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United States Department of Agriculture

Agricultural Research Service

Title: Nitrogen and Phosphorus Levels in Leachate from Container-Grown Willow Oak and Sweetbay Magnolia

Author
item Fare, Donna

Submitted to: Southern Nursery Association Proceedings
Publication Type: Proceedings
Publication Acceptance Date: September 12, 2006
Publication Date: February 6, 2006
Citation: Fare, D. 2006. Nitrogen and phosphorus levels in leachate from container-grown willow oak and sweetbay magnolia. Proceedings of Southern Nursery Association Research Conference. 50:39-43.

Interpretive Summary: Environmental concerns with nitrogen and phosphorus fertilizer use at container nursery facilities and the subsequent effects of nutrient-laden irrigation effluent prompted this study. Nutrient management and potential nutrient loading into the environment from container nursery facilities must be addressed with all inputs in the production system. Substrate components and irrigation practices can affect the amount of nitrate-N and ortho-phosphate that is leached from the growing container which can ultimately affect the environment. Nutrient uptake is species dependent, thus fertilizer source and rate of fertilizer must be tailored to meet the plant needs.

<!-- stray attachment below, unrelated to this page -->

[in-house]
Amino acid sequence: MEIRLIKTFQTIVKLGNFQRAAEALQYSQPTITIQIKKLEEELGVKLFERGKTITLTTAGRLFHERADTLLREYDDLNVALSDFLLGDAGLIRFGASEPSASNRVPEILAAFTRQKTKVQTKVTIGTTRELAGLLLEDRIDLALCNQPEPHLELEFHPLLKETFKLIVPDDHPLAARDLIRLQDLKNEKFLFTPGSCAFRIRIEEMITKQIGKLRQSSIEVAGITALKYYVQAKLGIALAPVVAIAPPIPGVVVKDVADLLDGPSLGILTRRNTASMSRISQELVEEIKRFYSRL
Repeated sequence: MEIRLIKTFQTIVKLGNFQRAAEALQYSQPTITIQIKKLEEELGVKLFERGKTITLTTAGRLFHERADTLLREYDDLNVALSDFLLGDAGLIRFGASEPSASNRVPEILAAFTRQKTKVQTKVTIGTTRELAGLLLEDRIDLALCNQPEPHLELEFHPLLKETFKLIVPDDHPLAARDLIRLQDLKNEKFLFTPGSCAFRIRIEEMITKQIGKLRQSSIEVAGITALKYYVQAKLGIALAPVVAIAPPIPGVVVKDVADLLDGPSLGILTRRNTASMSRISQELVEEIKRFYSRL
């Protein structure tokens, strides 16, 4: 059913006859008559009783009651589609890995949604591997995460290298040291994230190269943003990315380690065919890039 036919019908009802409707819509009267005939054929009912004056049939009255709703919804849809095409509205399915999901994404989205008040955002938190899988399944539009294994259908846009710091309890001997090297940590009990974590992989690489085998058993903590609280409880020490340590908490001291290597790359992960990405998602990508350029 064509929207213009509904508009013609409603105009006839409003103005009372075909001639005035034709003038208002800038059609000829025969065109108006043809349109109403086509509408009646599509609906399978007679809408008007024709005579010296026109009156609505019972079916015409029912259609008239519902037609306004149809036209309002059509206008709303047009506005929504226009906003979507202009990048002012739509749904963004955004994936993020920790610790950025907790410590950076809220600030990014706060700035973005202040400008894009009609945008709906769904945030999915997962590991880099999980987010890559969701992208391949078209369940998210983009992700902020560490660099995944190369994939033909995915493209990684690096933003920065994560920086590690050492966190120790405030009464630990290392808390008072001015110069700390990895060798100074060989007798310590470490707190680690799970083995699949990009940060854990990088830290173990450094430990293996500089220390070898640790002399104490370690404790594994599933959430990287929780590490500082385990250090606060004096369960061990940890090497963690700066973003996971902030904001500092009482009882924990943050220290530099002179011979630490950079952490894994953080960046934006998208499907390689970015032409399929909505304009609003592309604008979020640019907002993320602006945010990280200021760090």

Technical Abstract: Environmental concerns with nitrogen and phosphorus use at container nursery facilities and the subsequent effects of nutrient-laden irrigation effluent prompted the study. Container substrate, irrigation practices, and ferilizer use must be considered in a nutrient management plan. Quercus phellos and Magnolia virginiana, two popular landscape trees were grown in 18.9 liter (year 1) and 56.8 liter (year 2) containers in a pine bark peat substrate or pine bark substrate and irrigated with a traditional irrigation (single cycle) or a cyclic irrigation (3 cycles) application. Leachate volumes were 15 percent greater with a traditional irrigation application compared to a cyclic irrigation application. A pine bark:peat substrate (80:20, v:v) had 18 percent less leachate than a 100 percent bark substrate. Fertilizer source influenced cumulative amounts of ammonium-N, nitrate-N and ortho-phosphate in the container leachate. Nutrient uptake was species dependent, thus fertilizer souce and rate of fertilizer must be tailored to meet the plant needs.

Last Modified: 8/30/2014
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